The Kings Cross Church, Hexthorpe and Methodist Evangelicals Together warmly invite you to Word 2017 on Saturday 23rd September 2017
The Tide is Turning
Produced by Peter Brierley of Christian Research, and recently 'on tour' around the regions of England under the title 'Turning the Tide?', The Tide is Running Out presents and analyses the results of the 1998 English Church Attendance Survey, and is based on a return by over 12,400 churches - a third of all churches in England. The survey sought to discover both the present facts and some possible future trends of church going, worship attendance and frequency, also noting age profiles, theological positioning and regional differences.
For some church ostriches this latest report merely confirms their belief in Twain's quote and for them all such reports are rejected under the misguided belief that 'things are not really as bad as all that' or 'these people will be back - it's all a cycle'. However if we take this work (and others over the last 10 years which have pointed in the same direction) seriously then the Church in England is in trouble. Denial of cold facts, statistical dancing to make things seem better (Methodism take note!) or some vague hope that things will somehow change in the future do not serve us, or the gospel we profess well.
The figures overall are sobering. In 1979 11.7% of the population attended weekly worship; in 1989 it was 9.9% and in 1998 it was down to 7.5%. There are of course regional differences; in my own South Yorkshire the percentage in 1979 was 8.2% and by 1998 had dropped to 4.5% - the lowest in the country! The drop suggests the rate of decline is increasing, and whilst the number of churchgoers of 65 years and over is increasing, worryingly for the future two churches in five reported no youth work of any kind. The 1990's saw 1,000 children under 15 leave the church every week, and also during that decade there was a definite decrease in the number of those aged 30-44 (a key parental age group) coming to church. Mainstream denominations and those churches of a broad, liberal or catholic churchmanship are declining fastest, and sadly the Methodist Church leads the way in most regions of the country, down 40% in 20 years, at an increasing rate of decline. Whilst the decline is least in the suburban South East and multi-ethnic London, where the black churches have seen growth, this is more than made up for by rapid decline in other regions. Looking ahead, Methodist respondents expected 1 church in 6 to close by 2010. At this rate Methodism faces another 30 years of life, however it reorganises its administration. The report itself notes that 'Those whose work at church headquarters in London cause them to live in the South East may not realise the seriousness of church life in other parts of England' (p.56)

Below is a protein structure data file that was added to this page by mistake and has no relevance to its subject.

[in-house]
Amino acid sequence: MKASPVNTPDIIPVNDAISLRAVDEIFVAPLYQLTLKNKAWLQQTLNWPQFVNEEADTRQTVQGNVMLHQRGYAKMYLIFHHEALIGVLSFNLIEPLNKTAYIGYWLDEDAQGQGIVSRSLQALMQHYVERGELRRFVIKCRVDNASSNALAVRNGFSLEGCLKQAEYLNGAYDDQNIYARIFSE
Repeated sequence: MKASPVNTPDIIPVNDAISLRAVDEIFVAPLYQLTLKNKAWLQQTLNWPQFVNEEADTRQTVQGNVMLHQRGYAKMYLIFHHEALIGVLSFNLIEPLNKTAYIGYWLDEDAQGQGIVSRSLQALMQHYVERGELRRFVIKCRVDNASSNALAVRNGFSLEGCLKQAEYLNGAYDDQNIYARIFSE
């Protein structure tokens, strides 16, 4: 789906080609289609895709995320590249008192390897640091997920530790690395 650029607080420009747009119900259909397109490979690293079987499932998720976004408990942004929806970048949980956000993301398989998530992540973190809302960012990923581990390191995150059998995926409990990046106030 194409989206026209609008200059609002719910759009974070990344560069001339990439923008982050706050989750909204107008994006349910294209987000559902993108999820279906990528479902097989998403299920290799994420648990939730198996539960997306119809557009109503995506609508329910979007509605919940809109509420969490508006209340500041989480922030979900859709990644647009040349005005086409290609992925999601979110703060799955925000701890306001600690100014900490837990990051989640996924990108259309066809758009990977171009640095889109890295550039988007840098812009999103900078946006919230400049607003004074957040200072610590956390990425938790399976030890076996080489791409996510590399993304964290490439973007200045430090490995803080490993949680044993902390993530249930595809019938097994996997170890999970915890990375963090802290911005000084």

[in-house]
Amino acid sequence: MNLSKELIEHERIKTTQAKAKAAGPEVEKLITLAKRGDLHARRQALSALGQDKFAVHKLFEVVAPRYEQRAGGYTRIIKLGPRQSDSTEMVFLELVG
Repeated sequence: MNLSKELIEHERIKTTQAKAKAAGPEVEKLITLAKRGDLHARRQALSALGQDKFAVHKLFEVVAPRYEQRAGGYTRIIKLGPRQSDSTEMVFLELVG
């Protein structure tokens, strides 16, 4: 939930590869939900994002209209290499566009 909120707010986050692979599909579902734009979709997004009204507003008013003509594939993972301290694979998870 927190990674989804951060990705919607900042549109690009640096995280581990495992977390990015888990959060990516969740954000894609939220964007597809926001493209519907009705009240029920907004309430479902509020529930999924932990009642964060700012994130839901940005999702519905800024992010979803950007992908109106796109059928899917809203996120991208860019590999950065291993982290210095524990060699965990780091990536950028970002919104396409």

However, remembering the Jesus promise, what positive and encouraging signs and lessons can be learnt from this report?
FIRSTLY, churches of an evangelical theology have declined least, (-3% as opposed to the -30% of all non-evangelical theologies described) with mainstream evangelical churches growing. Again this is patchy - there are figures of decline in Yorks/Humberside and the South West mainly due to Methodist churches who described themselves as 'Broad Evangelical'. But generally an evangelical faith and practice is leading either to a much smaller percentage loss, or indeed in some denominations and church groupings, considerable growth.